Vaccines


Vaccines are extremely important to your own health and the health of people around you. Even as an adult there are vaccines that you need to have.

Young Adults

What are Vaccines?

Vaccines help to improve the health of our communities. They prevent people from getting sick and stop the spread of disease. People who are not immunized are left at risk for illness and spreading disease to others who cannot be vaccinated themselves. Vaccines are very safe and effective.

Vaccination Myths

Vaccines cause autism.

  • Scientific studies and reviews have found no relationship between vaccines and autism. Groups of experts, including the American Academy of Pediatrics and the Institute of Medicine (IOM), also agree that vaccines are not responsible for the number of children now recognized to have autism.

Vaccines cause many harmful side effects, illnesses, and even death.

  • Most side effects from vaccination are minor, short-lived, and treatable, such as soreness at the site of injection or a low-grade fever. Serious reactions are very rare, and have to be weighed against the very real risk of getting a dangerous vaccine-preventable disease.

Vaccine-preventable diseases have been virtually eliminated from the United States.

  • Vaccines are responsible for the control of many infectious diseases that were once common in the United States such as polio, measles and rubella. The viruses and bacteria that cause these diseases still exist and can be passed on to people who are not vaccinated. These diseases could once again become common and deadly if people stop getting vaccines.

Getting multiple vaccinations for different diseases at the same time increases the risk of harmful side effects and can overload the immune system.

  • Studies show that our bodies can handle many shots at once. Having several vaccines at once is safe and a combination of vaccines protect you against more than one disease with a single shot.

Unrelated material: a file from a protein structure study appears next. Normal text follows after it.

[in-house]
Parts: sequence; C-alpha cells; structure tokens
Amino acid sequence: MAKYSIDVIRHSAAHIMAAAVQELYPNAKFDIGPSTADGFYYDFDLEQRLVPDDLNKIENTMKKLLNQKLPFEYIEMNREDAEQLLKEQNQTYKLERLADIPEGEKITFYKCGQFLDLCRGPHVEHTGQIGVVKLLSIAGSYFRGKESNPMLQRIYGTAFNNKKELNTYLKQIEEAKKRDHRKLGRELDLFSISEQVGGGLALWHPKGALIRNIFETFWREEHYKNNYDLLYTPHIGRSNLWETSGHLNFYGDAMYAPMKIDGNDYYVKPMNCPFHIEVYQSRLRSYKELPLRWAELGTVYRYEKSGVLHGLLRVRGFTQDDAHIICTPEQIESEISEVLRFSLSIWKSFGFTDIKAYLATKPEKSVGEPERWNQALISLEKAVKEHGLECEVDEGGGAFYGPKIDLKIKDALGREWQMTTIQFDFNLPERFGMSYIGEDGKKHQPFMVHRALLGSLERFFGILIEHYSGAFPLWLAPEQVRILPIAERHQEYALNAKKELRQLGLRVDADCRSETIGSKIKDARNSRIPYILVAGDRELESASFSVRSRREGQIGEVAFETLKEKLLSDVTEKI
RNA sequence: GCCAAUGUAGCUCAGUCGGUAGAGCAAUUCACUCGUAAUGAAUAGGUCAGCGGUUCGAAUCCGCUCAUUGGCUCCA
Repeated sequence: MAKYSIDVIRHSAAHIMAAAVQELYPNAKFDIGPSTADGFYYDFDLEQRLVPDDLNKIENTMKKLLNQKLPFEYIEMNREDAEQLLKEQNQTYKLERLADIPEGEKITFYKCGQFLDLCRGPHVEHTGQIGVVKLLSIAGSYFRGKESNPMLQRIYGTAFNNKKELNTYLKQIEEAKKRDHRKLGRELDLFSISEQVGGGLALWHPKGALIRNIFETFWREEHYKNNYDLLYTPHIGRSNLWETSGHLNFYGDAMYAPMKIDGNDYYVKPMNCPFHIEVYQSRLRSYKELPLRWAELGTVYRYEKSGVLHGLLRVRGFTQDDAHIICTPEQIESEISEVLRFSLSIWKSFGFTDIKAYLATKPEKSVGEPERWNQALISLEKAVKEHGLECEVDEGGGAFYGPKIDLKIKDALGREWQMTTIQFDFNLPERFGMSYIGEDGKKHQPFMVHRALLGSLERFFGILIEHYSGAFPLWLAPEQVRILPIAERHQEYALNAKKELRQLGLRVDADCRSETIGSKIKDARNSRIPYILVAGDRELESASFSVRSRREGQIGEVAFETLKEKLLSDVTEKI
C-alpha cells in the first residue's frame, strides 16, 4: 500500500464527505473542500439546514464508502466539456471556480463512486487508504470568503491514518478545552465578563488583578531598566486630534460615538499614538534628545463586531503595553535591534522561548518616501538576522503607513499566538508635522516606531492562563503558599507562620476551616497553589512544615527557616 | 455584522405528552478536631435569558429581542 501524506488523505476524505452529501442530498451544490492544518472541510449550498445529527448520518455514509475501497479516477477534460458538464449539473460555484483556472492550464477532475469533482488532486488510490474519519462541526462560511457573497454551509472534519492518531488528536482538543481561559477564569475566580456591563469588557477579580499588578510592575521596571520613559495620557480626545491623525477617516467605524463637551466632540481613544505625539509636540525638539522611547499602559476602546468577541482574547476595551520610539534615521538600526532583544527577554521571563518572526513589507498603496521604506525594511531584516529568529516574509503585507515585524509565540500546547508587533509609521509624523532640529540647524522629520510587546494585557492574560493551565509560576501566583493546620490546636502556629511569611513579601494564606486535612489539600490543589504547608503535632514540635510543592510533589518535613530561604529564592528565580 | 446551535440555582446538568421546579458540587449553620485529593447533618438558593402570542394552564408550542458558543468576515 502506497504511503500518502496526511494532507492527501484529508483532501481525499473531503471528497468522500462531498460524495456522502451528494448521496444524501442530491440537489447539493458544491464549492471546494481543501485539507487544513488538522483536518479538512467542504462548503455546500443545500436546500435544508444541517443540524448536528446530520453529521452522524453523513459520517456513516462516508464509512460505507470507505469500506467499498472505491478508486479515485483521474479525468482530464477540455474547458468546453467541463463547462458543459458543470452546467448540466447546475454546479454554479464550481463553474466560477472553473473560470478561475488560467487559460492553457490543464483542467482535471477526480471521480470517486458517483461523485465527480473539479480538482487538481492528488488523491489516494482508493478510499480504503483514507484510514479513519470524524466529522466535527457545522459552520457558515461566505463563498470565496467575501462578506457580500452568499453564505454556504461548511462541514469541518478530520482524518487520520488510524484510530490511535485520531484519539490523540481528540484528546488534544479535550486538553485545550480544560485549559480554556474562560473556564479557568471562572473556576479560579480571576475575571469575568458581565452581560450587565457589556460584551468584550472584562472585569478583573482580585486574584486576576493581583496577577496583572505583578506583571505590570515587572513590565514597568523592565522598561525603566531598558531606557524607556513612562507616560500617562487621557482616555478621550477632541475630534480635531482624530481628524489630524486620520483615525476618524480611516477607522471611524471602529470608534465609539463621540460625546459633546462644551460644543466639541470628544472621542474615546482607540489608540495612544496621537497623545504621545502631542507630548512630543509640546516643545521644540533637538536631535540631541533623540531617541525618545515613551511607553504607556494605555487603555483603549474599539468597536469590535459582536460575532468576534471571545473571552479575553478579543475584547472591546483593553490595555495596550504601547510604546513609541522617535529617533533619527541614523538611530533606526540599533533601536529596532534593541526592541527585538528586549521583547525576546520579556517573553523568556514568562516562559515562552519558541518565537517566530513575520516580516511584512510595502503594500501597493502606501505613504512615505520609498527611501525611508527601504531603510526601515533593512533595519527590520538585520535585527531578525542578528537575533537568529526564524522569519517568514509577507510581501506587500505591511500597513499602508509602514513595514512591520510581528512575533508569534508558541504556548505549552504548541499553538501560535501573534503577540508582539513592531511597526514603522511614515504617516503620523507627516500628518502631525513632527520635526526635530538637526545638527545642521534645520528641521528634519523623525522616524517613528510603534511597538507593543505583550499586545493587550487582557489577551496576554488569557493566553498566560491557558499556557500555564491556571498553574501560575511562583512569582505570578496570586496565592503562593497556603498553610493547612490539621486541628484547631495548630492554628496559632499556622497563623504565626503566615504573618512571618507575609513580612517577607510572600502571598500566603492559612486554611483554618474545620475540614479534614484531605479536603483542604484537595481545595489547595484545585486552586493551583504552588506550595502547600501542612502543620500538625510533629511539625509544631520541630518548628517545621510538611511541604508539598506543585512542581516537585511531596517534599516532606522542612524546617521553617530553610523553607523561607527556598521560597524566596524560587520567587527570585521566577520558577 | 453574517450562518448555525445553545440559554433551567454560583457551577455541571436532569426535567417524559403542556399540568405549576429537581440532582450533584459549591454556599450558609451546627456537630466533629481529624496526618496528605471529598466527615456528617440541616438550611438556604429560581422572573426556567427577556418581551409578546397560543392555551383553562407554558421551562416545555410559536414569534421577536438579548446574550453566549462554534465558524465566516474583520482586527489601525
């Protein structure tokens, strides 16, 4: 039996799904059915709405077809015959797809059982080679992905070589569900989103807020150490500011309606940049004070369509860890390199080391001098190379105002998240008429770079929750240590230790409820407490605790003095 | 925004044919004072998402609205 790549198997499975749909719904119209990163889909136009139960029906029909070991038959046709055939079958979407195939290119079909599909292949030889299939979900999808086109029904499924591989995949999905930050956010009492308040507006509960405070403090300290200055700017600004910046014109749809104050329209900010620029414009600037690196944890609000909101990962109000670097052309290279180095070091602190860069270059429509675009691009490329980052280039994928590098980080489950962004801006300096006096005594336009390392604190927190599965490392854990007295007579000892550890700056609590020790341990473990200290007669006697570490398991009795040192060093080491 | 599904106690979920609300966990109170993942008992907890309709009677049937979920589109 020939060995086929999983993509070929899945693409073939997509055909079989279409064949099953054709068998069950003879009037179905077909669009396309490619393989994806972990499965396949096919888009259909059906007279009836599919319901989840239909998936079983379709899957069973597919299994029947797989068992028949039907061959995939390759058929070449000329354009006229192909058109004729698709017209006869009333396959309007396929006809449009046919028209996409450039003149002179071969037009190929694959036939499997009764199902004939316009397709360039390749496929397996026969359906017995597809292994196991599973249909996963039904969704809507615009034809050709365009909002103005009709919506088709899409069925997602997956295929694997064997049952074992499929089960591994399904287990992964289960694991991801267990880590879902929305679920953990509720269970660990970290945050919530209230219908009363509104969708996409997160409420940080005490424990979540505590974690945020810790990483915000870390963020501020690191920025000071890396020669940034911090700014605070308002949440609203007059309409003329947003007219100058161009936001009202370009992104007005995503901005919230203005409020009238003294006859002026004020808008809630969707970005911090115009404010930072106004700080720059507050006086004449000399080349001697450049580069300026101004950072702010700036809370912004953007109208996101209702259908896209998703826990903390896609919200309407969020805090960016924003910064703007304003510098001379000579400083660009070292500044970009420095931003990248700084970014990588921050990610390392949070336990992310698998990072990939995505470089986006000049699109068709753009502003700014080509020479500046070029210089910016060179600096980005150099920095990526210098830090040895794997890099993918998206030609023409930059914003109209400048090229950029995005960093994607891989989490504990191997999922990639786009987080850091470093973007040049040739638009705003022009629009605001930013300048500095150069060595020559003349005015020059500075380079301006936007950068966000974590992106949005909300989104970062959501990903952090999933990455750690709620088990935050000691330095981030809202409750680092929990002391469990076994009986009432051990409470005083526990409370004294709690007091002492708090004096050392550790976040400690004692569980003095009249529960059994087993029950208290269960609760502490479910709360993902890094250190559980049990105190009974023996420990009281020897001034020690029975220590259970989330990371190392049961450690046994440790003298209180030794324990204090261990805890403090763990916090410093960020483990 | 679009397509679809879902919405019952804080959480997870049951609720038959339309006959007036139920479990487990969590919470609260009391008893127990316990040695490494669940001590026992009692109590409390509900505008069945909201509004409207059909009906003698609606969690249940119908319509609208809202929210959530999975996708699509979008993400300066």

Fact:

Vaccines prevent more than 2.5 million deaths each year.

 What can I do?

Get the vaccinations you need:

  • Meningococcal
    Meningococcus can cause an infection of the brain lining or spinal cord. You can contract this disease through kissing or sharing a drink, as it spreads through saliva.
  • Tdap
    Tdap is a vaccine that protects you against tetanus, diphtheria, and pertussis, three potentially life threatening diseases. You should get this vaccine when you are 11 or 12 years old, then every 10 years after that.
  • Flu
    Doctors recommend that people your age receive the flu vaccine every year since new strains of the virus constantly develop. It is best to get vaccinated before the winter flu season of every year.
  • Human Papillomavirus (HPV)
    The HPV vaccine protects against HPV infections and cancers caused by HPV. HPV infection can cause cervical, vaginal, and vulvar cancer in girls and penile cancer in boys.

What vaccines do I need for college?

You are required to provide immunization documentation of two doses for measles, mumps and rubella (MMR) and an immunization within the last 10 years for tetanus/ diphtheria (TD) before registering for classes. If you are living in on-campus housing you must also be vaccinated against Neisseria meningitidis (Meningococcus).

You will also need catch-up vaccines such as measles, mumps, rubella, hep B, polio and chickenpox if you were not vaccinated as a child.